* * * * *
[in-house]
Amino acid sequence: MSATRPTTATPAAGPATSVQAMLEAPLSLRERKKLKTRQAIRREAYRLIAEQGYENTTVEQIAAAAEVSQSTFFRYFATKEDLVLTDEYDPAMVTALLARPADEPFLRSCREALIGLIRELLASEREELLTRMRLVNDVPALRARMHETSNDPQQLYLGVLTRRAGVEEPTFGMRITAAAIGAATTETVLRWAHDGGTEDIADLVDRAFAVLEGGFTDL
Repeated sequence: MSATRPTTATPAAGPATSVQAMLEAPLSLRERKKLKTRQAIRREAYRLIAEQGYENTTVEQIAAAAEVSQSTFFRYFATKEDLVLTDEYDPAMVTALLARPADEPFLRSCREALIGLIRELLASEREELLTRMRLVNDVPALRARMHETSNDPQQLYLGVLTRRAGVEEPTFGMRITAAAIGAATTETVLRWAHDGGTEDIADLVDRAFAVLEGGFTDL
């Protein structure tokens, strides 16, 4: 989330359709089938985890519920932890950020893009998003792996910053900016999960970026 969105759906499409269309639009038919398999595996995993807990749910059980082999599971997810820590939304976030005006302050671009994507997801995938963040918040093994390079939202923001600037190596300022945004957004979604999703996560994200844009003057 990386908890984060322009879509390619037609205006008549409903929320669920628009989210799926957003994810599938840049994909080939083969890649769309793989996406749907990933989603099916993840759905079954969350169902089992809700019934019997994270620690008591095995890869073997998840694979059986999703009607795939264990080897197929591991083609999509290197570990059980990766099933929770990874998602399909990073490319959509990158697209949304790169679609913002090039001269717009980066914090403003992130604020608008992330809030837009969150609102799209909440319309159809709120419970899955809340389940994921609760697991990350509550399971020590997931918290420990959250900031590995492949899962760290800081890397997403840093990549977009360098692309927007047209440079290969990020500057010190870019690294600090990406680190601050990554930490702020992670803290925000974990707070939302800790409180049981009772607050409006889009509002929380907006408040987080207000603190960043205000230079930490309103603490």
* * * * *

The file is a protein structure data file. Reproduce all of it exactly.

[in-house]
Amino acid sequence: MSATRPTTATPAAGPATSVQAMLEAPLSLRERKKLKTRQAIRREAYRLIAEQGYENTTVEQIAAAAEVSQSTFFRYFATKEDLVLTDEYDPAMVTALLARPADEPFLRSCREALIGLIRELLASEREELLTRMRLVNDVPALRARMHETSNDPQQLYLGVLTRRAGVEEPTFGMRITAAAIGAATTETVLRWAHDGGTEDIADLVDRAFAVLEGGFTDL
Repeated sequence: MSATRPTTATPAAGPATSVQAMLEAPLSLRERKKLKTRQAIRREAYRLIAEQGYENTTVEQIAAAAEVSQSTFFRYFATKEDLVLTDEYDPAMVTALLARPADEPFLRSCREALIGLIRELLASEREELLTRMRLVNDVPALRARMHETSNDPQQLYLGVLTRRAGVEEPTFGMRITAAAIGAATTETVLRWAHDGGTEDIADLVDRAFAVLEGGFTDL
């Protein structure tokens, strides 16, 4: 989330359709089938985890519920932890950020893009998003792996910053900016999960970026 969105759906499409269309639009038919398999595996995993807990749910059980082999599971997810820590939304976030005006302050671009994507997801995938963040918040093994390079939202923001600037190596300022945004957004979604999703996560994200844009003057 990386908890984060322009879509390619037609205006008549409903929320669920628009989210799926957003994810599938840049994909080939083969890649769309793989996406749907990933989603099916993840759905079954969350169902089992809700019934019997994270620690008591095995890869073997998840694979059986999703009607795939264990080897197929591991083609999509290197570990059980990766099933929770990874998602399909990073490319959509990158697209949304790169679609913002090039001269717009980066914090403003992130604020608008992330809030837009969150609102799209909440319309159809709120419970899955809340389940994921609760697991990350509550399971020590997931918290420990959250900031590995492949899962760290800081890397997403840093990549977009360098692309927007047209440079290969990020500057010190870019690294600090990406680190601050990554930490702020992670803290925000974990707070939302800790409180049981009772607050409006889009509002929380907006408040987080207000603190960043205000230079930490309103603490």